I would say that Ben Helm, who died on Thursday, April 11, is mourned by all, but I can't exactly agree with the word "mourn." Of course we miss him terribly; the thought of never seeing Ben again has woken me in the middle of the night. I asked some of his friends to speak with me about what Ben means to us. I'm sure the loss weighs heavy on everyone who knew him, but when we gathered this Saturday to talk about Ben there weren't any tears shed ... unless you count tears of laughter. Ben is best remembered in laughter.
Some people just seem to have the universe pinched around them, and Ben's pinch of universe was hilarious.
His sisters say Ben's penchant for comical mishaps started during his childhood in Massachusetts. There was the afternoon he went to walk the dog and came back in screaming about the vulture on their roof ... which turned out to be a pheasant. Or the time he threw a secret party just before he left to join the military. His family retuned to find his friends had smashed every lightbulb in the house. Ben, being ever responsible, taped down all of the light switches as a safety precaution.
A while after returning to civilian life, Ben moved to Arizona with his best friend. Arizona became his new home, but he always left a piece of his heart in Massachusetts. As proof of this, friends cite the time he dumped a woman over the Red Sox.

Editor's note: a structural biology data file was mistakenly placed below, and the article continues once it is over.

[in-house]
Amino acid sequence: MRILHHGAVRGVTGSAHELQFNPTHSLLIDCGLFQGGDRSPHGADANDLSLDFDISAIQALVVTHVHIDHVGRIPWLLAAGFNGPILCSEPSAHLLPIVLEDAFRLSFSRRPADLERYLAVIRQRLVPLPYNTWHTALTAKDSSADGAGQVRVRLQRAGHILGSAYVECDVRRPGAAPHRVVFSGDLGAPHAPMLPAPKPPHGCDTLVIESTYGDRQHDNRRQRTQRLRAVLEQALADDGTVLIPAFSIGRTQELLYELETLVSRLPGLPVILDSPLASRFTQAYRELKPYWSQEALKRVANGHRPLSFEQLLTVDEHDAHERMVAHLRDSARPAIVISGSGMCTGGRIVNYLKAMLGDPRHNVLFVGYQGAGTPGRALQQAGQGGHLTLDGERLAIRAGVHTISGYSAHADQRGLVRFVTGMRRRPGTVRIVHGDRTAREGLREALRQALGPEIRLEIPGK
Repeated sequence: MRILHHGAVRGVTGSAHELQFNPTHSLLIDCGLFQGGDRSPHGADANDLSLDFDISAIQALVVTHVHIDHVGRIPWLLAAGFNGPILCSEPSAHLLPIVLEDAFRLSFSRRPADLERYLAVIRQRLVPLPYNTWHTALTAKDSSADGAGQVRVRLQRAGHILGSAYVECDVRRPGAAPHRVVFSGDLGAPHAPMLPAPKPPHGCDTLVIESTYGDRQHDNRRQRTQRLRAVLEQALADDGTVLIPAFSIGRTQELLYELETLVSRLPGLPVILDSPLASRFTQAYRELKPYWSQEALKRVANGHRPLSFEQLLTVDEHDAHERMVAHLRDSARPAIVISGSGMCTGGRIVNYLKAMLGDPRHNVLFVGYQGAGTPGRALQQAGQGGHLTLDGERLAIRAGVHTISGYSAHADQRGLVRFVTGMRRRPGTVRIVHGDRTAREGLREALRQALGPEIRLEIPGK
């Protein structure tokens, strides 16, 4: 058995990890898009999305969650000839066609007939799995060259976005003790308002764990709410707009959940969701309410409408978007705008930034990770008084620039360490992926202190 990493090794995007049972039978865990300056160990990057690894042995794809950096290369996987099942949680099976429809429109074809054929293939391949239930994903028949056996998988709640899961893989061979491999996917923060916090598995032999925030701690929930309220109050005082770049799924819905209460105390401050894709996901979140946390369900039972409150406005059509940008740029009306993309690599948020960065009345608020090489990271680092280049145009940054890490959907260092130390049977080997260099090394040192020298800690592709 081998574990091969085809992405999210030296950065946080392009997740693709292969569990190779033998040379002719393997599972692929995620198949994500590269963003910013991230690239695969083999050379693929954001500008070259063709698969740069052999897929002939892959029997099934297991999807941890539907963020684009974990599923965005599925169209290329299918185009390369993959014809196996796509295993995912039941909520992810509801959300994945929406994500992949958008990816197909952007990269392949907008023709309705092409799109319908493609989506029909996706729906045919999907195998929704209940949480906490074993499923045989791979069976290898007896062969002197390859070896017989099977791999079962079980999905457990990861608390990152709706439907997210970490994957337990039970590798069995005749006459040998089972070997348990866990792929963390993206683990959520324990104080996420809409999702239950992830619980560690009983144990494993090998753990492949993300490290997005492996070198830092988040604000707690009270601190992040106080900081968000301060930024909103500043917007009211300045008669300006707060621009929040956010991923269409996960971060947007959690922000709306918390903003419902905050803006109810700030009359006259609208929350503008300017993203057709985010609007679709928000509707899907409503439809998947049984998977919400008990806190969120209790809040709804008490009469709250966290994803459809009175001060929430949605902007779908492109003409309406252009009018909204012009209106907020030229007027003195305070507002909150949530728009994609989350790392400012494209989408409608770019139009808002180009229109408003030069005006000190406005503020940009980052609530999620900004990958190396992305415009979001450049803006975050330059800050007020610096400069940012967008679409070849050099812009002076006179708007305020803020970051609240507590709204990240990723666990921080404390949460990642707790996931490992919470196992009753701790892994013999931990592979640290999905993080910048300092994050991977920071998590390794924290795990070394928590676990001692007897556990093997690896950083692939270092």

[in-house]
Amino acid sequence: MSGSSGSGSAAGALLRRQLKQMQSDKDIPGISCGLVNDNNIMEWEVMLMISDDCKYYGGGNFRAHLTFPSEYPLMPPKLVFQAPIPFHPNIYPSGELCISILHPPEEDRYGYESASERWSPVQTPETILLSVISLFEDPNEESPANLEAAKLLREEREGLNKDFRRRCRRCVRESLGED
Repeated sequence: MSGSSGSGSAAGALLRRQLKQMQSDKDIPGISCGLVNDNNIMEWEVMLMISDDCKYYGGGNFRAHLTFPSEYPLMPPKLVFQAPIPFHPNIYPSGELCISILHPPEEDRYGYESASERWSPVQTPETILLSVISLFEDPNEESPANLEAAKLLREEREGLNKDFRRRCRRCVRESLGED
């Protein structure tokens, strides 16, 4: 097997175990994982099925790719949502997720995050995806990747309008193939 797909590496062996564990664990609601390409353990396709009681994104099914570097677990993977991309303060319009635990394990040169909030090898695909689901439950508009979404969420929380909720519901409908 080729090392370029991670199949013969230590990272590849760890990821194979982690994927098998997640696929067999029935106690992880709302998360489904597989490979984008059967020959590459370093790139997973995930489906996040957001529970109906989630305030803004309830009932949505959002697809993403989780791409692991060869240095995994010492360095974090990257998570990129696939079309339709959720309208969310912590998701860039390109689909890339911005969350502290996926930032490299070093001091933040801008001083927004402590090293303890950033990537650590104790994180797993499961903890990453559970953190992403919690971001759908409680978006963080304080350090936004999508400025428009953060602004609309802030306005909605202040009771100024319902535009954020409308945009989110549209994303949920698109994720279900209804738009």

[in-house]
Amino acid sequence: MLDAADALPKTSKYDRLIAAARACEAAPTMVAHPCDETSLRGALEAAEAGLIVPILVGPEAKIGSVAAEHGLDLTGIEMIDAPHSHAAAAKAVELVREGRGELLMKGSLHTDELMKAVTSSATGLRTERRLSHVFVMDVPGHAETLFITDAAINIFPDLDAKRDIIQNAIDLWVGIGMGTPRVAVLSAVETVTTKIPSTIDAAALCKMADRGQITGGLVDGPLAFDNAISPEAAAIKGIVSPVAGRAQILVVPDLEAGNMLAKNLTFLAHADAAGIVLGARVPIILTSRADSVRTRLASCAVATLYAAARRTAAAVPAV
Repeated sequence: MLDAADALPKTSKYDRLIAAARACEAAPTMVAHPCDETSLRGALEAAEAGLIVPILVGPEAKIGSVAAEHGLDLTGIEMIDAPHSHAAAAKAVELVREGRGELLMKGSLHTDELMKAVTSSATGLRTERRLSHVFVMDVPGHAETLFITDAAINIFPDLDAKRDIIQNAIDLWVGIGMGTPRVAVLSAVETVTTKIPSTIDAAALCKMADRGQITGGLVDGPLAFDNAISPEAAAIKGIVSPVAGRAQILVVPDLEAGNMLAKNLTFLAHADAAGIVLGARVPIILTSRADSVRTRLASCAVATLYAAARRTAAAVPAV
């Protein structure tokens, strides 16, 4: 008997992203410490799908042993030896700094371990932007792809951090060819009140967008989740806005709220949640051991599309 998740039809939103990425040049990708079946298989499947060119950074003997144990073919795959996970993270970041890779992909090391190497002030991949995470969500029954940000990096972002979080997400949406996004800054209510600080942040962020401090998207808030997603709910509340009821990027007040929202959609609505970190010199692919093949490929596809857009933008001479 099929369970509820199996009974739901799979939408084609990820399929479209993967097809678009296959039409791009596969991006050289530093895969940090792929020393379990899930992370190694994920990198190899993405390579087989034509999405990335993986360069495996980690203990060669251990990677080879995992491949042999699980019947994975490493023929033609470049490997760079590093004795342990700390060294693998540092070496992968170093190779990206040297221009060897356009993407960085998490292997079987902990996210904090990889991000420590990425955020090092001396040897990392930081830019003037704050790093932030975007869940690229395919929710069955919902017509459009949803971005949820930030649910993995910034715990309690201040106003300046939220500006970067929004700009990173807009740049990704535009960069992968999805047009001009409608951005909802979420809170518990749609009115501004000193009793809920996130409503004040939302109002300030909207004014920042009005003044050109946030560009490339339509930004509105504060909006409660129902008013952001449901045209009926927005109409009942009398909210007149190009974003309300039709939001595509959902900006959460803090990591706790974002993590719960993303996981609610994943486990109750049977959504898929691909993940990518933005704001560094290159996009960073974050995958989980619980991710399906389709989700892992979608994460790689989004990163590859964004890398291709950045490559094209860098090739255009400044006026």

This was in 2004, immediately after the Sox won the World Series for the first time in 86 years, breaking the fabled Curse of the Bambino. She said it wasn't a big deal and didn't want Ben to go out with friends. He disagreed. It was a very emotional time for every Red Sox fan, and staying home was out of the question. Ben often led the pack when it came to celebrating and goaded friends into having a good time.
As the evening of remembrance waxed on, so did the anecdotes: Ben busting his belt and grappling with his pants during disc golf, navigating load-bearing drink coasters at Boulders on Broadway, and the lasting image of Ben riding his cruiser down the street wearing a big goofy smile.
While we sat there relaying shared experiences, no matter how many people we called for more stories, there was a common thread: Everyone loved Ben's laughter and warmth.
Everyone remembers Ben as a guy who'd be there for you no matter the time of day. He may have been a staple at Boulders on Broadway, but he was so much more than that. He was a caring member of the community, beloved by friends and now missed by all. He was the sort of person with which you felt instantly comfortable. He was always kind, he was always laughing. His laughter will echo through the lives of everyone who knew him.
Ben Helm's life is celebrated by his family and seemingly innumerable friends. If you wish to join them in remembrance, meet at Boulders on Broadway at 6 p.m. on Tuesday, April 16.
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